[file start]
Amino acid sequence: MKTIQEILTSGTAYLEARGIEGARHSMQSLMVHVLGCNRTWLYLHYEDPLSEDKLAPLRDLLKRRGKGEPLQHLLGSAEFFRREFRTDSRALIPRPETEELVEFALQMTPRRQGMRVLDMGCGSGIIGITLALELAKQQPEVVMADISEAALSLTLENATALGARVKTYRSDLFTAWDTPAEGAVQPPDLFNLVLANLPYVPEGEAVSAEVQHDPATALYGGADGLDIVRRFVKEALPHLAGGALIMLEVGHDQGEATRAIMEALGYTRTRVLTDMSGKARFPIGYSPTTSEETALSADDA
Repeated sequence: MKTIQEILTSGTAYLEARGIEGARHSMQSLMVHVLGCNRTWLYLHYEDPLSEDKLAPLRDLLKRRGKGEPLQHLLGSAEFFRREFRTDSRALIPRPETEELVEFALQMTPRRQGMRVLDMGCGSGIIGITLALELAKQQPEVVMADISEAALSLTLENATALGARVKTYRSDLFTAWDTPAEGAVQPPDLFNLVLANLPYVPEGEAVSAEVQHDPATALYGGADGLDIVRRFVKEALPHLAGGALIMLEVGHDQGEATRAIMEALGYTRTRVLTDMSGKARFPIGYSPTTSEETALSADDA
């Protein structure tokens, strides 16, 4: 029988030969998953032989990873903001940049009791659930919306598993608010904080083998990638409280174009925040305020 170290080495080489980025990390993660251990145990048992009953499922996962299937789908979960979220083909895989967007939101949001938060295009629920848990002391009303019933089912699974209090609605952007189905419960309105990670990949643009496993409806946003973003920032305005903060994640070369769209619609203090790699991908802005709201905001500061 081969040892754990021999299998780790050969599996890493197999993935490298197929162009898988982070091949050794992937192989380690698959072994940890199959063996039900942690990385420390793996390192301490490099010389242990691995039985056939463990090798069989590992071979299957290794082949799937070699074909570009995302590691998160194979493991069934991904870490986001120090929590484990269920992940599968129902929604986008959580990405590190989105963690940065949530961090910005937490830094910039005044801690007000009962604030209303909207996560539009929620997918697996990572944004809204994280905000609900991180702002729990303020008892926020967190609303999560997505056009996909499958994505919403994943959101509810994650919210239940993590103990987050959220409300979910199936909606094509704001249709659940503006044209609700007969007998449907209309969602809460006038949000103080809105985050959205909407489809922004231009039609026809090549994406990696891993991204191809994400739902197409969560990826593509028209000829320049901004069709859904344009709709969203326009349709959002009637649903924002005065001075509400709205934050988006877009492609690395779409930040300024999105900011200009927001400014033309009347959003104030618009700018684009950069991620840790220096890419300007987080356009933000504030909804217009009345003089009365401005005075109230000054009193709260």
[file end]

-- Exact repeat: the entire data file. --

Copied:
Amino acid sequence: MKTIQEILTSGTAYLEARGIEGARHSMQSLMVHVLGCNRTWLYLHYEDPLSEDKLAPLRDLLKRRGKGEPLQHLLGSAEFFRREFRTDSRALIPRPETEELVEFALQMTPRRQGMRVLDMGCGSGIIGITLALELAKQQPEVVMADISEAALSLTLENATALGARVKTYRSDLFTAWDTPAEGAVQPPDLFNLVLANLPYVPEGEAVSAEVQHDPATALYGGADGLDIVRRFVKEALPHLAGGALIMLEVGHDQGEATRAIMEALGYTRTRVLTDMSGKARFPIGYSPTTSEETALSADDA
Repeated sequence: MKTIQEILTSGTAYLEARGIEGARHSMQSLMVHVLGCNRTWLYLHYEDPLSEDKLAPLRDLLKRRGKGEPLQHLLGSAEFFRREFRTDSRALIPRPETEELVEFALQMTPRRQGMRVLDMGCGSGIIGITLALELAKQQPEVVMADISEAALSLTLENATALGARVKTYRSDLFTAWDTPAEGAVQPPDLFNLVLANLPYVPEGEAVSAEVQHDPATALYGGADGLDIVRRFVKEALPHLAGGALIMLEVGHDQGEATRAIMEALGYTRTRVLTDMSGKARFPIGYSPTTSEETALSADDA
């Protein structure tokens, strides 16, 4: 029988030969998953032989990873903001940049009791659930919306598993608010904080083998990638409280174009925040305020 170290080495080489980025990390993660251990145990048992009953499922996962299937789908979960979220083909895989967007939101949001938060295009629920848990002391009303019933089912699974209090609605952007189905419960309105990670990949643009496993409806946003973003920032305005903060994640070369769209619609203090790699991908802005709201905001500061 081969040892754990021999299998780790050969599996890493197999993935490298197929162009898988982070091949050794992937192989380690698959072994940890199959063996039900942690990385420390793996390192301490490099010389242990691995039985056939463990090798069989590992071979299957290794082949799937070699074909570009995302590691998160194979493991069934991904870490986001120090929590484990269920992940599968129902929604986008959580990405590190989105963690940065949530961090910005937490830094910039005044801690007000009962604030209303909207996560539009929620997918697996990572944004809204994280905000609900991180702002729990303020008892926020967190609303999560997505056009996909499958994505919403994943959101509810994650919210239940993590103990987050959220409300979910199936909606094509704001249709659940503006044209609700007969007998449907209309969602809460006038949000103080809105985050959205909407489809922004231009039609026809090549994406990696891993991204191809994400739902197409969560990826593509028209000829320049901004069709859904344009709709969203326009349709959002009637649903924002005065001075509400709205934050988006877009492609690395779409930040300024999105900011200009927001400014033309009347959003104030618009700018684009950069991620840790220096890419300007987080356009933000504030909804217009009345003089009365401005005075109230000054009193709260």